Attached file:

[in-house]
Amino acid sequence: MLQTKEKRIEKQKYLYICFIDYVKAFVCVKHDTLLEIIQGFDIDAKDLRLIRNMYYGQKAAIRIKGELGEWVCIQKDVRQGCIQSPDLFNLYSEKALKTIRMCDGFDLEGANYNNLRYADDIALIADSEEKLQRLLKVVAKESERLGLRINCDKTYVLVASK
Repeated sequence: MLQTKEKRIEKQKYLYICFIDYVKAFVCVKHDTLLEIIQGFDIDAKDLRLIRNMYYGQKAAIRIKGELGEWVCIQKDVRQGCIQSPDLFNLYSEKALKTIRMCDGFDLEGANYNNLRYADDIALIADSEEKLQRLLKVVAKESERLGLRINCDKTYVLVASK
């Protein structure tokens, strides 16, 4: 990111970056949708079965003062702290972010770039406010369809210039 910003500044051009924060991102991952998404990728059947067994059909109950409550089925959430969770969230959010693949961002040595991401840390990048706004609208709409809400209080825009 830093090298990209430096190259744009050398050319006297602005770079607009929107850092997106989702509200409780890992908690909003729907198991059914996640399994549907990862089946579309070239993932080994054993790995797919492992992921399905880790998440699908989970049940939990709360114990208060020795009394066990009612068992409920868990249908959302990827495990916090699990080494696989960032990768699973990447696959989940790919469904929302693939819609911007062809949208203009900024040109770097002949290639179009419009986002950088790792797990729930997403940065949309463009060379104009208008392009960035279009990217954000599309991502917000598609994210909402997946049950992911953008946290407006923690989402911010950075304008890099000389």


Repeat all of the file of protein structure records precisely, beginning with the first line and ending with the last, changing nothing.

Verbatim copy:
[in-house]
Amino acid sequence: MLQTKEKRIEKQKYLYICFIDYVKAFVCVKHDTLLEIIQGFDIDAKDLRLIRNMYYGQKAAIRIKGELGEWVCIQKDVRQGCIQSPDLFNLYSEKALKTIRMCDGFDLEGANYNNLRYADDIALIADSEEKLQRLLKVVAKESERLGLRINCDKTYVLVASK
Repeated sequence: MLQTKEKRIEKQKYLYICFIDYVKAFVCVKHDTLLEIIQGFDIDAKDLRLIRNMYYGQKAAIRIKGELGEWVCIQKDVRQGCIQSPDLFNLYSEKALKTIRMCDGFDLEGANYNNLRYADDIALIADSEEKLQRLLKVVAKESERLGLRINCDKTYVLVASK
């Protein structure tokens, strides 16, 4: 990111970056949708079965003062702290972010770039406010369809210039 910003500044051009924060991102991952998404990728059947067994059909109950409550089925959430969770969230959010693949961002040595991401840390990048706004609208709409809400209080825009 830093090298990209430096190259744009050398050319006297602005770079607009929107850092997106989702509200409780890992908690909003729907198991059914996640399994549907990862089946579309070239993932080994054993790995797919492992992921399905880790998440699908989970049940939990709360114990208060020795009394066990009612068992409920868990249908959302990827495990916090699990080494696989960032990768699973990447696959989940790919469904929302693939819609911007062809949208203009900024040109770097002949290639179009419009986002950088790792797990729930997403940065949309463009060379104009208008392009960035279009990217954000599309991502917000598609994210909402997946049950992911953008946290407006923690989402911010950075304008890099000389």